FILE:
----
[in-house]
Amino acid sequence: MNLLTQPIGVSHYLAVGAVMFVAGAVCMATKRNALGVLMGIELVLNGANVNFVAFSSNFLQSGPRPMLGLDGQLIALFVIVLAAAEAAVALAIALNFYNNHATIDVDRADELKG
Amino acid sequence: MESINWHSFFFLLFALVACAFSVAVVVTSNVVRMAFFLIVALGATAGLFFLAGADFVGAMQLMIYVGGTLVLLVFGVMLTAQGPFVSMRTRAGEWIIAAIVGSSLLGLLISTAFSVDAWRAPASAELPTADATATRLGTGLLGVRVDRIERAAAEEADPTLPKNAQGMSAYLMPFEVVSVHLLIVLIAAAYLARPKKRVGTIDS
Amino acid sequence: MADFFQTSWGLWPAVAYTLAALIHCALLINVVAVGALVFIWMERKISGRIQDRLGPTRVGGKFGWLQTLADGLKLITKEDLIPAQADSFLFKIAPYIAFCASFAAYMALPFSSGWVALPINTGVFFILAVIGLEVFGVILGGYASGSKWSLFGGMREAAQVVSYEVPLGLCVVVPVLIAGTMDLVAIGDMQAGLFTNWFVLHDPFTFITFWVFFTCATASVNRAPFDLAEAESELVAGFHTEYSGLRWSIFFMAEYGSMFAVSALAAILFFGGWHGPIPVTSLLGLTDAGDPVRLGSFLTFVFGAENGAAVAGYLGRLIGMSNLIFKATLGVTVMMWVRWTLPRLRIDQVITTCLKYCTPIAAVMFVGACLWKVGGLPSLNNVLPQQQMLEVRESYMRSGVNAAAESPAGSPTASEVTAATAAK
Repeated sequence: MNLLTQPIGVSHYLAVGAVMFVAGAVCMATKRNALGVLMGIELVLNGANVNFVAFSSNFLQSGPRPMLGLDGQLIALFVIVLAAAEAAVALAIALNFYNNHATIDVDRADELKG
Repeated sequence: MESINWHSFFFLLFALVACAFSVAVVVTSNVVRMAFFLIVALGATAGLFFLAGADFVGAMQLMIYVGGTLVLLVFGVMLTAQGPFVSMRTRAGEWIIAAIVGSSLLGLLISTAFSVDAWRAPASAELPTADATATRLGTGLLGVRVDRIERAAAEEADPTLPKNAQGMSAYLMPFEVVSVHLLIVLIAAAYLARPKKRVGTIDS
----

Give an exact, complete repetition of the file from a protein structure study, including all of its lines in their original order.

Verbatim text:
[in-house]
Amino acid sequence: MNLLTQPIGVSHYLAVGAVMFVAGAVCMATKRNALGVLMGIELVLNGANVNFVAFSSNFLQSGPRPMLGLDGQLIALFVIVLAAAEAAVALAIALNFYNNHATIDVDRADELKG
Amino acid sequence: MESINWHSFFFLLFALVACAFSVAVVVTSNVVRMAFFLIVALGATAGLFFLAGADFVGAMQLMIYVGGTLVLLVFGVMLTAQGPFVSMRTRAGEWIIAAIVGSSLLGLLISTAFSVDAWRAPASAELPTADATATRLGTGLLGVRVDRIERAAAEEADPTLPKNAQGMSAYLMPFEVVSVHLLIVLIAAAYLARPKKRVGTIDS
Amino acid sequence: MADFFQTSWGLWPAVAYTLAALIHCALLINVVAVGALVFIWMERKISGRIQDRLGPTRVGGKFGWLQTLADGLKLITKEDLIPAQADSFLFKIAPYIAFCASFAAYMALPFSSGWVALPINTGVFFILAVIGLEVFGVILGGYASGSKWSLFGGMREAAQVVSYEVPLGLCVVVPVLIAGTMDLVAIGDMQAGLFTNWFVLHDPFTFITFWVFFTCATASVNRAPFDLAEAESELVAGFHTEYSGLRWSIFFMAEYGSMFAVSALAAILFFGGWHGPIPVTSLLGLTDAGDPVRLGSFLTFVFGAENGAAVAGYLGRLIGMSNLIFKATLGVTVMMWVRWTLPRLRIDQVITTCLKYCTPIAAVMFVGACLWKVGGLPSLNNVLPQQQMLEVRESYMRSGVNAAAESPAGSPTASEVTAATAAK
Repeated sequence: MNLLTQPIGVSHYLAVGAVMFVAGAVCMATKRNALGVLMGIELVLNGANVNFVAFSSNFLQSGPRPMLGLDGQLIALFVIVLAAAEAAVALAIALNFYNNHATIDVDRADELKG
Repeated sequence: MESINWHSFFFLLFALVACAFSVAVVVTSNVVRMAFFLIVALGATAGLFFLAGADFVGAMQLMIYVGGTLVLLVFGVMLTAQGPFVSMRTRAGEWIIAAIVGSSLLGLLISTAFSVDAWRAPASAELPTADATATRLGTGLLGVRVDRIERAAAEEADPTLPKNAQGMSAYLMPFEVVSVHLLIVLIAAAYLARPKKRVGTIDS